* * *  *

 Twenty Years Later — A Few Followup Questions 

Most judges leave politics behind when they take the bench. — Judge Alex Kozinski (7-18-15)

In 1981-1982 Alex Kozinski served as the first U.S. Special Counsel; he was appointed by President Ronald Reagan. Thereafter, he was nominated to be Chief Judge of the United States Court of Federal Claims. In 2002 he spoke at a conference celebrating the twentieth anniversary of the US Court of Federal Claims. On that occasion he said: 

My acquaintance with the new court started one day while riding the Metro during the spring of 1982. In those days, I used to read U.S. Law Week religiously, even the boring parts at the end where they reported on new legislation and such stuff. I was getting near my stop – it was Farragut North in those days – when I came across a new statute called the Federal Courts Improvement Act of 1982. Yeah right, I thought. How can one possibly improve the federal courts? But, as I read on my eyes opened wide: 

The Act created two new courts, the Federal Circuit and the United States Claims Court. I glossed quickly over the Federal Circuit; too ambitious, I thought. Maybe in three years or so I could think about becoming a circuit judge. But the Claims Court retained my interest. The Act provided that the President would be appointing all the judges of that court – fifteen in all – and, most interesting to me, he would also be designating the court’s chief judge. “Shezam!,” I thought to myself. That’s my job! 

Over the next couple of weeks I spent considerable time on the phone calling everyone I knew in the White House and Justice Department, explaining to them why I’d be the ideal candidate to be chief judge of the Claims Court. In truth, I don’t remember what I said, because I can’t think of anyone less suited for that position. In addition to knowing nothing about the court, I knew nothing about trials.

In 1985, after having served on that court and when he was 35, President Reagan nominated Kozinski to the Court of Appeals for the Ninth Circuit. He was confirmed: 54 to 43.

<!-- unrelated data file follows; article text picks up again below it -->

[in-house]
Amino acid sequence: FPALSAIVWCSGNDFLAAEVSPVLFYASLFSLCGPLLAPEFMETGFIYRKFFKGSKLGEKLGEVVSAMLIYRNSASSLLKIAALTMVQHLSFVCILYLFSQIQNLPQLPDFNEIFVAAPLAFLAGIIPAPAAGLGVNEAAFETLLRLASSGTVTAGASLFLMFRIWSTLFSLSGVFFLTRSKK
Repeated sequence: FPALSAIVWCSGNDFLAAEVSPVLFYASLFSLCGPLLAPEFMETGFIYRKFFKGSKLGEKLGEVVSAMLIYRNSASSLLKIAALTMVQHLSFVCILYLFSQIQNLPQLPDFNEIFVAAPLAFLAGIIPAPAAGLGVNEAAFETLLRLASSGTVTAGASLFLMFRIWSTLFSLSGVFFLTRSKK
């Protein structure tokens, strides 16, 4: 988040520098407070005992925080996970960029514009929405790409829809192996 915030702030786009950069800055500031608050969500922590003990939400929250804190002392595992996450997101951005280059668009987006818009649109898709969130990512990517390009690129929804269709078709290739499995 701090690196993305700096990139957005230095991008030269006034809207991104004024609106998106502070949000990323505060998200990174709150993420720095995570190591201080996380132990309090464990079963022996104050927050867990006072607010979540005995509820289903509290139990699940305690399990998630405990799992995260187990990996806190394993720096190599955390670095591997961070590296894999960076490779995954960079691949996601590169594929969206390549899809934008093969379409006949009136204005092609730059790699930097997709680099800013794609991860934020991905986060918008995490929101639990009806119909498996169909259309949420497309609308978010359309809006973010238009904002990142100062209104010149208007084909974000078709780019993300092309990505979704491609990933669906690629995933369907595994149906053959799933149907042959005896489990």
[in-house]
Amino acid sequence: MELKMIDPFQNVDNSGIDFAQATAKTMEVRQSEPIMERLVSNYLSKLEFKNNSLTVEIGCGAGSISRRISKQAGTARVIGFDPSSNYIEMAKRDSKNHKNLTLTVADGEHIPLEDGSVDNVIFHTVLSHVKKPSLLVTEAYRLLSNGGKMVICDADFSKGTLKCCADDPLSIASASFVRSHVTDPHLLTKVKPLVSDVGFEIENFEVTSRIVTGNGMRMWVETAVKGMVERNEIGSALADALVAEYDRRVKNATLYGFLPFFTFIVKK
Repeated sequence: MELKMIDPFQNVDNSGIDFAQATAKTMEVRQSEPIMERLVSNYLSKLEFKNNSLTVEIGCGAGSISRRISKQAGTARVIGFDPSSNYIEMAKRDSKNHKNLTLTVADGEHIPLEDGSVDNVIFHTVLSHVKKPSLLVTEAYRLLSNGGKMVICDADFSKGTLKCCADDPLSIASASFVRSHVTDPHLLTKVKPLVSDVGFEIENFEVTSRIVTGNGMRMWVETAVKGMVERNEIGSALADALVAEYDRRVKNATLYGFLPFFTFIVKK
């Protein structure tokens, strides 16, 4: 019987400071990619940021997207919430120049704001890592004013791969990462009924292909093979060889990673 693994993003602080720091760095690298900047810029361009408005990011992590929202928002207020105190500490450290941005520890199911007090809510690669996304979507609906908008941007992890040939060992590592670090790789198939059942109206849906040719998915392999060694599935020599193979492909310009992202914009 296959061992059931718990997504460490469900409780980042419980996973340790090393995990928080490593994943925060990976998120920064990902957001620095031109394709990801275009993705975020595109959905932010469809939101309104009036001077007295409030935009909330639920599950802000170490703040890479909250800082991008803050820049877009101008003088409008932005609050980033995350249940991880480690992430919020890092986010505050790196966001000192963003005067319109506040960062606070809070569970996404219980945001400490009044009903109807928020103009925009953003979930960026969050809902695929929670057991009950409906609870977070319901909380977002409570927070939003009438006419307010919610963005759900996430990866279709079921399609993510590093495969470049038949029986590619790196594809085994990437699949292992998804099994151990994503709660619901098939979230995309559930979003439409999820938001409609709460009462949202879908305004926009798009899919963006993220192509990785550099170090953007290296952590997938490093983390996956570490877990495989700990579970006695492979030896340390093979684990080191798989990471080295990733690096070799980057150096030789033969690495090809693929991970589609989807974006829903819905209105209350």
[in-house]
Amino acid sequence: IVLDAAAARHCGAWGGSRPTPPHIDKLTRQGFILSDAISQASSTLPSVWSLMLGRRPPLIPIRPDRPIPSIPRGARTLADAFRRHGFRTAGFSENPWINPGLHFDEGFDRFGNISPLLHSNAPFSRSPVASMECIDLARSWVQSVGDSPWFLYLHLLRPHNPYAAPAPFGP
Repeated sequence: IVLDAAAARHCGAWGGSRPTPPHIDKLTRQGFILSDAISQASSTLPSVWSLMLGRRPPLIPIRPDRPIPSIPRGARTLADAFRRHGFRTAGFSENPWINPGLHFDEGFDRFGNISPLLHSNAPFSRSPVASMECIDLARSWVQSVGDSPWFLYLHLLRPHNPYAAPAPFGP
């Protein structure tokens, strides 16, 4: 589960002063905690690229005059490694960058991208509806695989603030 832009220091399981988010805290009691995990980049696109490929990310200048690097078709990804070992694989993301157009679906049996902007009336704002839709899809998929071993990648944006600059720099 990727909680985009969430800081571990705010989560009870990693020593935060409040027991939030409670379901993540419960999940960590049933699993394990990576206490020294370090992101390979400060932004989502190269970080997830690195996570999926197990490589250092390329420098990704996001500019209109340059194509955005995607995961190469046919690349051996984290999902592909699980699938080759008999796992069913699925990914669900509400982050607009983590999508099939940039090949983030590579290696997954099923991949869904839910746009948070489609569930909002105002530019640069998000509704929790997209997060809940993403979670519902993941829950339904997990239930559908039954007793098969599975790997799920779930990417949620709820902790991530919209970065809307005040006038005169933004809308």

Question: Did you follow your own advice? Be honest!

Kozinski: For the most part. I’d probably do a better job on some of them today — like making more friends with people on the other side of the political fence.

Question: Your 10 “commandments” speak mostly to the prospect of being nominated to be a federal judge. Do you have any additional advice — e.g., dos and don’ts — on how best to weather confirmation hearings?

Kozinski: Try answering questions by using baseball metaphors.

Question: If Judge Robert Bork had taken you’re advice, starting from when he was 25 in 1952, would he have had a “very good shot” at becoming a Supreme Court Justice?

Kozinski:  With my advice he’d have certainly become a Justice.

Question: The political atmosphere today seems different from what it was twenty years ago when you wrote your article.  It seems more polarized. No? If so, how does that affect your “get into politics”/ “make friends on both sides of the aisle” maxims?

Kozinski: Those maxims are probably more relevant now than ever.

Question: Can you give an example of when persistence turns into annoyance?

Kozinski: When you persist by trying the same (failed) strategy over and over again. To avoid annoyance you have to be imaginative in your persistence.

Question: Tell us more about the art of asking favors of others so that they do not feel exploited.

Kozinski: Appeal to their better nature. Make no promises as to how you would vote on cases or issues. Be dignified. And don’t overreach. Most important of all, promise to reciprocate when you’re in a position to do so.

Question: Say more about what you meant when you said “give credit . . . where it is not” due.

Kozinski: Let’s say you ask 10 people for help and you then find out that only one or two made a difference.  The rest either didn’t try or were ineffective. Never mind — they all get 100 percent of the credit:  “I couldn’t have done it without you.”

Question: You claim that “judging is not a partisan political process.” Are you speaking of the ideal of appellate judging or the reality of such judging? It seems that many people now just assume that such judging is partisan.

Kozinski: Not in my experience. Most judges leave politics behind when they take the bench. Of course, your philosophy stays with you, and that will inform you decisions-making. Sometimes that looks like politics, but it’s not.

Question: Mindful of what you say in “Commandments” 6-8, can you tell us the names of some of the people whose help made a difference in you getting nominated to be a Circuit judge?

Kozinski: I probably shouldn’t mention names without their consent, but there are many names you’d recognize.

Question: Given how confirmation hearings are conducted in the post-Bork era, just how candid do you think that a judicial nominee can be in answering senator’s questions? Isn’t the name of the game to be as evasive as possible? Or not?  What is your sense of this?